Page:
The Obama Administration is using Perry Mason’s courtroom adversary to prosecute its case against WikiLeaks.
Just as it happens in the old Perry Mason TV show, the prosecutor is basing his case on circumstantial evidence, not on hard evidence.
That is the gist of the U.S. intelligence community’s assessment Assessing Russian Activities and Intentions in Recent US Elections.
Three statements in the assessment are particularly interesting.
Page i of the Scope and Sourcing section says, “We did not make an assessment of the impact that Russian activities had on the outcome of the 2016 election. The US Intelligence Community is charged with monitoring and assessing the intentions, capabilities, and actions of foreign actors; it does not analyze US political processes or US public opinion.” In other words, the U.S. intelligence community can’t say that Russia definitely influenced American voters.
Page iii of the Key Judgments section says, “DHS assesses that the types of systems Russian actors targeted or compromised were not involved in vote tallying.” In other words, Russia didn’t tamper with actual voting.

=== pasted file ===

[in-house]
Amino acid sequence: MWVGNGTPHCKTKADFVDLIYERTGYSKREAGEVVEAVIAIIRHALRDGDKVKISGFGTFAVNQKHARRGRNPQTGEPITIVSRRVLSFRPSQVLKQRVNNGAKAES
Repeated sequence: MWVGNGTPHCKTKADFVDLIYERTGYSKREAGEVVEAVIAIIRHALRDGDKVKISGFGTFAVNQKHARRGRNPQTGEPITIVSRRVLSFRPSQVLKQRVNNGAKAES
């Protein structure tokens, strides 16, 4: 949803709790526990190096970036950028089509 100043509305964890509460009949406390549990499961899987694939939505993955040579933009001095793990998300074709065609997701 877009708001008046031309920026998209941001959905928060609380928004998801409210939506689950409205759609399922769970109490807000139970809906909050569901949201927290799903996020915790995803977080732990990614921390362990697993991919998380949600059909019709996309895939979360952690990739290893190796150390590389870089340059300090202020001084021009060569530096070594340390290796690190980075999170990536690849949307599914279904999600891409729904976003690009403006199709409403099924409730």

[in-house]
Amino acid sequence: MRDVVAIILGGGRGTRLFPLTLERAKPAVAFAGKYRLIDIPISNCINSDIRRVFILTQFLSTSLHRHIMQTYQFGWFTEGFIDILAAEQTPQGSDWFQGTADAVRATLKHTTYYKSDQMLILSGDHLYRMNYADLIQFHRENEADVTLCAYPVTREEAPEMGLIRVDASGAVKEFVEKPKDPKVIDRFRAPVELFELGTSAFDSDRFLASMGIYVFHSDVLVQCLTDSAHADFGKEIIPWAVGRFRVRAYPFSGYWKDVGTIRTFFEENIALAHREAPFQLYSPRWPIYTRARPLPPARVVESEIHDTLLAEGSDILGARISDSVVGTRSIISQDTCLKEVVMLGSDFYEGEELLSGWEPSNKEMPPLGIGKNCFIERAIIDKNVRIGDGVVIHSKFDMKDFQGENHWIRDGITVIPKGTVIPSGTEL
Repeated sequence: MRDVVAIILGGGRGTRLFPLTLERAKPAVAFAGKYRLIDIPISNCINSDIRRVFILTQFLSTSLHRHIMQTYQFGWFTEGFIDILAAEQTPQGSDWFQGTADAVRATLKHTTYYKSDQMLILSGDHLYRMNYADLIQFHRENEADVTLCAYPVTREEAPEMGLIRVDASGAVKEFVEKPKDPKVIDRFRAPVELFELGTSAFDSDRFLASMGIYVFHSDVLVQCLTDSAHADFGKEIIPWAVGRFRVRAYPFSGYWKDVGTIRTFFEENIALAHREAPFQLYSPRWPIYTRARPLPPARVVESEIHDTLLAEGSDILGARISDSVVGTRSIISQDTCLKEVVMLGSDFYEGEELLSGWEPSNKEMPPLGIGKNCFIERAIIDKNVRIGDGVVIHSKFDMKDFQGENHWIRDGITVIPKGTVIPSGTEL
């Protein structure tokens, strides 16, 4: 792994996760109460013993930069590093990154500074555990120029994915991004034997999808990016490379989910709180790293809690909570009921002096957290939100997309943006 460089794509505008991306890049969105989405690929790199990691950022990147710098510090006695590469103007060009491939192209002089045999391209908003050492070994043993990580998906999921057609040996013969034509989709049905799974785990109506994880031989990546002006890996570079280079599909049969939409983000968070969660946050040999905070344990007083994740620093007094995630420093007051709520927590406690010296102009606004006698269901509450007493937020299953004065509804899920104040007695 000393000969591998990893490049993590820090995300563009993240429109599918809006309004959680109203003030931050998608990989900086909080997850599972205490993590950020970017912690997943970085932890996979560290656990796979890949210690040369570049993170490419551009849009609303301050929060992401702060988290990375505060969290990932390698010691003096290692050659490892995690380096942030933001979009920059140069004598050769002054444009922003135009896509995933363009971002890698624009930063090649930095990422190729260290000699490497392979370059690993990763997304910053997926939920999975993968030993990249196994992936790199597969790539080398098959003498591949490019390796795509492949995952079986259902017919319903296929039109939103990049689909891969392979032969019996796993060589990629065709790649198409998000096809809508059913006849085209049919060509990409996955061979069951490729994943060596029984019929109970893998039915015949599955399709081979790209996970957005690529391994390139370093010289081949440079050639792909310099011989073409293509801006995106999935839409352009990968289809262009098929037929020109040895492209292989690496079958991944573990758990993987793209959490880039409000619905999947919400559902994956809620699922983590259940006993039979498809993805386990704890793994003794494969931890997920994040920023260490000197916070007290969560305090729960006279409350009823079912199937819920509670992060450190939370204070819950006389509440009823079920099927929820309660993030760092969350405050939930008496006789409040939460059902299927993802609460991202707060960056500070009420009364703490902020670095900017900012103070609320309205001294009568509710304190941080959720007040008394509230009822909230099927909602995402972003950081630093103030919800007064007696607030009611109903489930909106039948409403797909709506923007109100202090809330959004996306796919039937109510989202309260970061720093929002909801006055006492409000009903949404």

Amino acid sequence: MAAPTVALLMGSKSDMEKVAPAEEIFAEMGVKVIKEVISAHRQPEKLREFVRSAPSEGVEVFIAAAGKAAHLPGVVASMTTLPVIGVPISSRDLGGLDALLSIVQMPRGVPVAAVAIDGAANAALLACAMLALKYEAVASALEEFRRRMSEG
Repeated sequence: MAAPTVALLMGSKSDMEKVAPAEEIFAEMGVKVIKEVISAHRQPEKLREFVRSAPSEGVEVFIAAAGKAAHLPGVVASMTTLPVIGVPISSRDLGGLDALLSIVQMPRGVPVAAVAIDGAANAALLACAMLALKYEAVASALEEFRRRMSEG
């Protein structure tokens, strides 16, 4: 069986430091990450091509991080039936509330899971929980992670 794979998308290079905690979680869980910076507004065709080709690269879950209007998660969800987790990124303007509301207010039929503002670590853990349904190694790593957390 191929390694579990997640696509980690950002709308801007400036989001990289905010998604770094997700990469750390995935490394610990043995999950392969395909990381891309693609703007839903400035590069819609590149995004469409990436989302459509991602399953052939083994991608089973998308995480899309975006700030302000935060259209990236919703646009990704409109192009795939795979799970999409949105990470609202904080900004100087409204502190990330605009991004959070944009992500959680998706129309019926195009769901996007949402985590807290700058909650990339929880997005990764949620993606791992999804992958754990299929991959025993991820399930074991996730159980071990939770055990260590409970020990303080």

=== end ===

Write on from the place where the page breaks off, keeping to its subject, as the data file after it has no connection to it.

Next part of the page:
Page 3 of the assessment says, “Disclosures through WikiLeaks did not contain any evident forgeries.” In other words, the information released by Wikileaks is true.
The Hill quotes WikiLeaks founder Julian Assange as saying, “Did [WikiLeaks] change the outcome of the election? Who knows, it’s impossible to tell. But if it did, the accusation is that the true statements of Hillary Clinton and her campaign manager, John Podesta, and the DNC head Debbie Wasserman Schultz, their true statements is what changed the election.” In other words, Hillary Clinton’s presidential campaign was allegedly sunk by true statements made by Democrats.
Now, did Vladimir Putin make those Democrats say what they said?
Still, the U.S. intelligence community is certain that Russia gave information to WikiLeaks, just as in 2003 the U.S. intelligence community was certain that Saddam Hussein had weapons of mass destruction.